The French Vivendi owned 70 percent of the shares of Universal Music Group (UMG). It keeps 10 percent of that, the remaining 60 percent puts it on the stock exchange. This is done by giving the shareholders of Vivendi shares in UMG. They can then sell the shares.
If they do sell today, then the day has started well for them. The price of UMG is 38 percent higher than the reference price (which was supposed to be an indication of the value of the share) that Euronext Amsterdam issued. UMG is now worth approximately 45 billion euros. That is comparable to ING.
UMG is going public because Vivendi shareholders have been pushing for years to do so. They think UMG is worth more on its own than as part of Vivendi.
In addition to Vivendi, the Chinese Tencent (20 percent) and the American Bill Ackman (10 percent) own UMG.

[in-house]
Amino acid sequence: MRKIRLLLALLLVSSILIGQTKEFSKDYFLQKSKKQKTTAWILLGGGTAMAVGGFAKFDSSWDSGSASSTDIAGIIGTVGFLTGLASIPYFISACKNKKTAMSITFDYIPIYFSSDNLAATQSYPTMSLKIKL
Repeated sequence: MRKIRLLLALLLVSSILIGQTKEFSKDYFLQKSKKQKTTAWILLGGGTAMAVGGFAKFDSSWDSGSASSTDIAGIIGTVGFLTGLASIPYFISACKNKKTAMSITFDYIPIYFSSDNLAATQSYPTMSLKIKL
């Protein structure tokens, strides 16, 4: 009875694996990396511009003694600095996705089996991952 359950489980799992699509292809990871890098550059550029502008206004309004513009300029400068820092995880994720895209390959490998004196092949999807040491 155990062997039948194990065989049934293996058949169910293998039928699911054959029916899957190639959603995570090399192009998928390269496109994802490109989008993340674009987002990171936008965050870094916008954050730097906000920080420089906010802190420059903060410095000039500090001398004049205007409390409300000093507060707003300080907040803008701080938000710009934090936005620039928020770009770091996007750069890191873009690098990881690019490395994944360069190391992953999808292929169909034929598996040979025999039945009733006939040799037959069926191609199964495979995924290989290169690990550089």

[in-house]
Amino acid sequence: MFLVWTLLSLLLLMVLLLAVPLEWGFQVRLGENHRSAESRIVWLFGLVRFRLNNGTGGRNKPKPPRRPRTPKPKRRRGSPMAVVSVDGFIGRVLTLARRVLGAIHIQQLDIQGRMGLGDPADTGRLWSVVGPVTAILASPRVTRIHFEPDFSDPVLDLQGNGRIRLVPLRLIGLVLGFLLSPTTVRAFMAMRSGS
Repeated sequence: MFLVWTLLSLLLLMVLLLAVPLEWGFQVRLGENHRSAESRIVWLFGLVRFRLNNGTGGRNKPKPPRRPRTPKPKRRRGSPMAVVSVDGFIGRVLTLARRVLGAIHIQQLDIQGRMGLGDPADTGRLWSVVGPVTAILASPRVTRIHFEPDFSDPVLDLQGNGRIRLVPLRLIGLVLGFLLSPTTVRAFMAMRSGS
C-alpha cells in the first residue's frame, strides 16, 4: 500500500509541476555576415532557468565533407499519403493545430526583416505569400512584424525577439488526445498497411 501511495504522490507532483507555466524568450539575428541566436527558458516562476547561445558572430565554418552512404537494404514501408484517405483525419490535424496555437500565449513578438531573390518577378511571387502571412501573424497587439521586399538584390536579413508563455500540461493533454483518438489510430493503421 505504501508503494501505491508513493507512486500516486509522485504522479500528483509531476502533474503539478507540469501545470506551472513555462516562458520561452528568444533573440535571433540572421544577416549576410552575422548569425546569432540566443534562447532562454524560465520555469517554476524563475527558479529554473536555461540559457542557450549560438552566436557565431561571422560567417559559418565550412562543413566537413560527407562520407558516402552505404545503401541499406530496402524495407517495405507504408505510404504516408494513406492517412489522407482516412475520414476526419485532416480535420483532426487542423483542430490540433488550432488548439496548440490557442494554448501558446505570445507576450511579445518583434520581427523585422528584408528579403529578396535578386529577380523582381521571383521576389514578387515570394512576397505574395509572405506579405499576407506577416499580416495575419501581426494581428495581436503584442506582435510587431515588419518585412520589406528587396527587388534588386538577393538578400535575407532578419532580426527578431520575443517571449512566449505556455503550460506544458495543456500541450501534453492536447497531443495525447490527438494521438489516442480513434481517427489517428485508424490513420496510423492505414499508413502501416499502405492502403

Justin Bieber and Bob Marley
In addition to Rihanna, Taylor Swift and Lady Gaga, UMG also includes Justin Bieber, Gregory Porter, Ariana Grande, Bon Jovi, Kendrick Lamar, The Weeknd and Lana del Rey.
The company also owns the rights to the songs of Bob Marley, Amy Winehouse, ABBA, Queen and Marvin Gaye, among others.
Philips and PolyGram
The roots of UMG partly lie in the Netherlands, namely with the record company that Philips once had with labels such as Decca and Phonogram.
Later that company became PolyGram and it had a separate stock exchange listing in Amsterdam for a while in the 1990s. Later, PolyGram was acquired and eventually became part of UMG.
Good for Amsterdam stock exchange
The fact that UMG opted for an IPO in Amsterdam is another boost for the Amsterdam stock exchange. It is the 14th IPO this year. Like other exchanges in Europe, Euronext Amsterdam will benefit from Brexit. As a result, the London stock exchange has become less attractive to investors.
Earlier this year, stock trading in the Netherlands exceeded that in London for the first time. Later, London overtook Amsterdam, but in August Amsterdam was bigger again.